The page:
A King Who Actually Likes the Arts
These diverse interests make Charles the most cultured monarch in over a century. If Queen Elizabeth II, who died last year, was more interested in horse racing than her thousands of performances during her reign, Charles’ passion for the arts and pastimes would have played into the concerns of his former throne holders. Is the same.
In the 17th century, Charles IA patron of painters such as Rubens and Van Dyck, it has built one of Europe’s most important art collections. His son, Charles II, reopened English theaters after a long period of closure by Puritan rebels, laying the foundation for today’s West End. In the 18th century, George III built his finest collection of 65,000 volumes, The heart of the British Library.
But whereas previous monarchs were known for their passion, Charles was often defined by what he didn’t like. used to repeatedly attack modern architecture and promote alternatives based on classical forms. On several occasions, he directly intervened to stop a building project made of glass and steel. In the process, he has earned the ire of British architects, some of whom have accused his intervention of being unconstitutional.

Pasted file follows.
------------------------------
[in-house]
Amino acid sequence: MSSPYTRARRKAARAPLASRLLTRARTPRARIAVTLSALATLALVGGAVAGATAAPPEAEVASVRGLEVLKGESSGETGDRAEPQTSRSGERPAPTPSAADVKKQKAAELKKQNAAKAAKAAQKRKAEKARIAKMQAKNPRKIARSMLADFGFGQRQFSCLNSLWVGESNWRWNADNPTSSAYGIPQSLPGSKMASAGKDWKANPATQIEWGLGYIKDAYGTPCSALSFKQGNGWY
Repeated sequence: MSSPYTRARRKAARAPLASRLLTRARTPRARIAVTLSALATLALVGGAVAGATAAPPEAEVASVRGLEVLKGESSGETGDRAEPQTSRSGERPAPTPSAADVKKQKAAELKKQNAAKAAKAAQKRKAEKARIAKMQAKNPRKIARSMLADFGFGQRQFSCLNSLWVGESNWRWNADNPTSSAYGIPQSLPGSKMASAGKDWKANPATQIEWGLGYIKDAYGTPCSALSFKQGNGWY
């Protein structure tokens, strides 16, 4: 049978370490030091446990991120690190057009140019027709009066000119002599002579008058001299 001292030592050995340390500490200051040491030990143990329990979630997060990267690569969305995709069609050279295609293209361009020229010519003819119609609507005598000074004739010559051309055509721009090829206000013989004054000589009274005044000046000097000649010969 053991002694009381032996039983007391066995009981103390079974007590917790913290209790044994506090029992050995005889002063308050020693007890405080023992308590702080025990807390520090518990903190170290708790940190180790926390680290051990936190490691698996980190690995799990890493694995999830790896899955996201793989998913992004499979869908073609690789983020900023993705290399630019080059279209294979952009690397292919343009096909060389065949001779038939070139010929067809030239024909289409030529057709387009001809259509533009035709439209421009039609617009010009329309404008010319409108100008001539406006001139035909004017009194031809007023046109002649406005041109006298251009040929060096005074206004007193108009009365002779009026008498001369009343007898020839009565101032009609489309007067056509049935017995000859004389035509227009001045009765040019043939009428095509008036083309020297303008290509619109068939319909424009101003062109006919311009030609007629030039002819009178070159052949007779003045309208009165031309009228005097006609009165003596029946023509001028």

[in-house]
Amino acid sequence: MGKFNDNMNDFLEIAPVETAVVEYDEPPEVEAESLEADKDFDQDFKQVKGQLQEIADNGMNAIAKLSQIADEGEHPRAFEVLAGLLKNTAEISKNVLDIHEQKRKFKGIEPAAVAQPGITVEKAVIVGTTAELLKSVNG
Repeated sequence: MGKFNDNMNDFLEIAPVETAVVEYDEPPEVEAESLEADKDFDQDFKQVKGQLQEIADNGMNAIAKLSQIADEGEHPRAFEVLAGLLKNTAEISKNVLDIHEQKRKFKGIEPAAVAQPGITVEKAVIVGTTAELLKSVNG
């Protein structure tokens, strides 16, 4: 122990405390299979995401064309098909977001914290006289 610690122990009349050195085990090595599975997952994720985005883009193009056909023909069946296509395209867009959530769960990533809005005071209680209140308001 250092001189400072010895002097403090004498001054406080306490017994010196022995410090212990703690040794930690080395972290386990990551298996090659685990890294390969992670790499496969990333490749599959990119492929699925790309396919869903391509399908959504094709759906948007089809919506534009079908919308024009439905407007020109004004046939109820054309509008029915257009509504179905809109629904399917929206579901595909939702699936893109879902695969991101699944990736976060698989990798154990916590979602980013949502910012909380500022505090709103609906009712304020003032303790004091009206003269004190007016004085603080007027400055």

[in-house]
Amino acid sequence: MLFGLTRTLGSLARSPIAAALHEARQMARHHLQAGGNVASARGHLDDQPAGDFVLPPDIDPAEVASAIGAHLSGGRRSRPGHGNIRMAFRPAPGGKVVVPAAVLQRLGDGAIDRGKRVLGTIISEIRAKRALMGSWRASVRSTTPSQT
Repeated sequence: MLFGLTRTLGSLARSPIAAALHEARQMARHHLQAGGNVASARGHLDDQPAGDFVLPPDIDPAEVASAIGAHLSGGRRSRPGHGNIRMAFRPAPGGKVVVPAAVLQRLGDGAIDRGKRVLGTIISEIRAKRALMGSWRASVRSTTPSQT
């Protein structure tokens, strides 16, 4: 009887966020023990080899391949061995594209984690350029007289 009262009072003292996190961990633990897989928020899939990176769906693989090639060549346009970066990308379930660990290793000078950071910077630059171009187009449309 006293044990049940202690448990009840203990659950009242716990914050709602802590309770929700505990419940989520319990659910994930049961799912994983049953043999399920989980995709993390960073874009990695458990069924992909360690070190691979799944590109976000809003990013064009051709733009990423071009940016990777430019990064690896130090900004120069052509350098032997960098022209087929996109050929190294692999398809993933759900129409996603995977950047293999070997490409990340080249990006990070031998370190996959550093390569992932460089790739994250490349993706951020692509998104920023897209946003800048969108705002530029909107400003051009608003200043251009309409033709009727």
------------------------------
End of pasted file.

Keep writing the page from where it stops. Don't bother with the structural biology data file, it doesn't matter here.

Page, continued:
On Saturday, the King’s love of music comes into full play. For his coronation he commissioned 12 works, including “Agnas Dei” for chorus by London-born American composer Tarik Oregan. In a phone interview, Oregan said that “dives into Charles’ likes and dislikes” surfaced a photo of a man with “apparently nuanced” interests.
“He’s obviously someone heavily influenced by music and other arts,” said Oregan.
Charles has repeatedly said that his love of culture was inspired by his grandmother, the mother of Queen Elizabeth. He took him to the Royal Opera House in London to see his first ballet when he was seven years old.charles said in a radio interview in 2018.